Technology Augmented Props

This slideshow requires JavaScript.

Key Responsibilities:

  • Project leader
  • Coordinated and executed three 90-minute user study sessions with a total of five professional improvisers (included video-recording, demographic questionnaire, and semi-structured interviews)
  • Transcribed all video-recordings and performed open coding on the data
  • Primary writer of the full length research paper based on the data from our user study
  • Researched, created, and executed a 20-minute presentation at a computer science conference in Arizona

Project Description: (thesis abstract)

While improvised theatre (improv) is often performed on a bare stage, improvisers sometimes incorporate physical props and technical elements to inspire new directions for a scene and to enrich their performance. For improvising technical elements such as light and sound, a control booth is used in a theatre space. However, coordinating with improvisers’ action on-stage is challenging as there is a disconnect between the technicians and the performers. My goal is to inform the design of a technology augmented prop that brings the capabilities of the control booth directly to the hands of the performers as a tangible user interface. I interviewed five professional improvisers about their use of physical props and technical elements in improv, and their expectations of performer-controlled technology. I propose a set of guidelines for the design of a technology augmented prop that is integrated into the existing world of improvised theatre.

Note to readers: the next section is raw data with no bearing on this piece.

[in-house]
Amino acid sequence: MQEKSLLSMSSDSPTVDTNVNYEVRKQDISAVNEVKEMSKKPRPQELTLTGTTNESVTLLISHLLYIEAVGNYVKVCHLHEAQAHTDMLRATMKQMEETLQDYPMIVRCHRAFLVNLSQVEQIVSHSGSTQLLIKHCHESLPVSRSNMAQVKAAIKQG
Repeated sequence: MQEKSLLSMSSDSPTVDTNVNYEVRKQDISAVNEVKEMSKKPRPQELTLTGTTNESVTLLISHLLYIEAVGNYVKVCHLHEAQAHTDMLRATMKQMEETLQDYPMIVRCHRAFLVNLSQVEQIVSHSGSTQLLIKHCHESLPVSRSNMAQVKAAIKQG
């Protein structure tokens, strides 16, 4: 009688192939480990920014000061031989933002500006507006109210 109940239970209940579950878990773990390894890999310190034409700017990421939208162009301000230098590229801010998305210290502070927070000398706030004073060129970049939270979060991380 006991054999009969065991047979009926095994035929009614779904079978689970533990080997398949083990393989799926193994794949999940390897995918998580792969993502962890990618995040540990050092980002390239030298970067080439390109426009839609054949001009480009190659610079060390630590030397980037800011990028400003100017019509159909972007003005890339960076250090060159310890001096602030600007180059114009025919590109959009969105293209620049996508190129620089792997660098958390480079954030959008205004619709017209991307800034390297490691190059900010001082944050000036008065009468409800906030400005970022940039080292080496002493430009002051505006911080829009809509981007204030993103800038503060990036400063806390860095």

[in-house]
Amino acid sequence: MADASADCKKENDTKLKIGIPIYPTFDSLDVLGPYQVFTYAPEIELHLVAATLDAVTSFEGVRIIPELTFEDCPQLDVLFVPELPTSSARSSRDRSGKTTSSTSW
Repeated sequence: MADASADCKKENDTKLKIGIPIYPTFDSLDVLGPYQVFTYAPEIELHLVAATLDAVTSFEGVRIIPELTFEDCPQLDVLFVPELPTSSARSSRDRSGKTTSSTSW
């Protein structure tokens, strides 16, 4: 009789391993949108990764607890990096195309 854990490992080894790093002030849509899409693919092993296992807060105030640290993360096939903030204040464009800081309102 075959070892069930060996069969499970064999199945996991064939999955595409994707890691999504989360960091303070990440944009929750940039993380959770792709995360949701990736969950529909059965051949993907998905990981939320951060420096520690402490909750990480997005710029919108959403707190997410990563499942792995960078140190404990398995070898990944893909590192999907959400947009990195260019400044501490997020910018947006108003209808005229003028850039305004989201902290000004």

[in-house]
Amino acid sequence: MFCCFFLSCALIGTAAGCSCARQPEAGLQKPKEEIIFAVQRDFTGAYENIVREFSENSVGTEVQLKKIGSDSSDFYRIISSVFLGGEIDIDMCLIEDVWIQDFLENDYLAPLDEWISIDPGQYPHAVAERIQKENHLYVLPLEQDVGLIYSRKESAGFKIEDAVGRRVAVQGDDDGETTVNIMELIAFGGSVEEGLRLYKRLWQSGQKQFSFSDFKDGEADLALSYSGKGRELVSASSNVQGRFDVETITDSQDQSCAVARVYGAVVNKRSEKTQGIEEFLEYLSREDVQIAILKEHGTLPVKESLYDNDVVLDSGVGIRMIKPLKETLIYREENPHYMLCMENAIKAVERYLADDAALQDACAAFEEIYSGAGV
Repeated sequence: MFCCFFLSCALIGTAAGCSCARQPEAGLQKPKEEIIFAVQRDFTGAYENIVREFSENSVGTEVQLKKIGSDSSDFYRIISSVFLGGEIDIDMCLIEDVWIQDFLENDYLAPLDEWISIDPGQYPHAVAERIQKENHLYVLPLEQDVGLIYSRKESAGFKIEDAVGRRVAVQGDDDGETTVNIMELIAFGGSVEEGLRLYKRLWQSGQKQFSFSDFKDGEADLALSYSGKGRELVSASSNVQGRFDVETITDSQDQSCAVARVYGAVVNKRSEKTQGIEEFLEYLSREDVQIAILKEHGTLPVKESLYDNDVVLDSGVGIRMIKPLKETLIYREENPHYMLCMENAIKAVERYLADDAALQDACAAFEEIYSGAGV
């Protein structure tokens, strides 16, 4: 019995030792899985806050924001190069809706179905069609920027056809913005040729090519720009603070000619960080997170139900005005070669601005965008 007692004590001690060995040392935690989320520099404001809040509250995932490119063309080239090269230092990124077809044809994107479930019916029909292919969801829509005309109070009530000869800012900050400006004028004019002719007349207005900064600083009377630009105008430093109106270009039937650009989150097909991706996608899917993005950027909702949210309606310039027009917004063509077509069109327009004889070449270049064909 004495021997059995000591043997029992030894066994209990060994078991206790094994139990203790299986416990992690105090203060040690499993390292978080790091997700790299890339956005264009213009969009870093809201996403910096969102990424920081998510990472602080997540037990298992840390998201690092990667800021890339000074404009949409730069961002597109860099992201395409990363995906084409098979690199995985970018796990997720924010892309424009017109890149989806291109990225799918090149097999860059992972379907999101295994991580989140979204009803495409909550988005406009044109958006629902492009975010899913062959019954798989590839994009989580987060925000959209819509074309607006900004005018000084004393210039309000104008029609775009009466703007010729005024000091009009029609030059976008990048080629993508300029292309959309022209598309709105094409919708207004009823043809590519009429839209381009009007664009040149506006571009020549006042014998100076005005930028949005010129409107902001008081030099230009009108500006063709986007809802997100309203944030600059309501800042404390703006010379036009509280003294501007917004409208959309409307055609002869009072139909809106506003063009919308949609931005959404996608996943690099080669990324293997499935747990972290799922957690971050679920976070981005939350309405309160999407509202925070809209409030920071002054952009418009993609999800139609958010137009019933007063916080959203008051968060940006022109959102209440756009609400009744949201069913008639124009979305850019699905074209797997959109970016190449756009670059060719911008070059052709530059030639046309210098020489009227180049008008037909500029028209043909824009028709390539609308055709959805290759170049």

Presentation:

TEI 2019 (Tempe, Arizona)

Publications:

(thesis) Technology Augmented Props: Tangible User Interfaces for Performer Controlled Technical Elements in Improvised Theatre 

Mikalauskas C., Viczko A., and Oehlberg L. (2019). Improvising with Performer-Controlled Technology during the Rehearsal Process. Flash talk presented at the Prague Quadrennial of Performance Design and Space, Prague, CZ.

Claire Mikalauskas, April Viczko, and Lora Oehlberg. 2018. Beyond the Bare Stage: Exploring Props as Potential Improviser-Controlled Technology. In Proceedings of the Thirteenth International Conference on Tangible, Embedded, and Embodied Interaction (TEI ’19). ACM, New York, NY, USA, 35-43. DOI: https://doi.org/10.1145/3294109.3295631

Project Team:

Claire Mikalauskas
April Viczko
Lora Oehlberg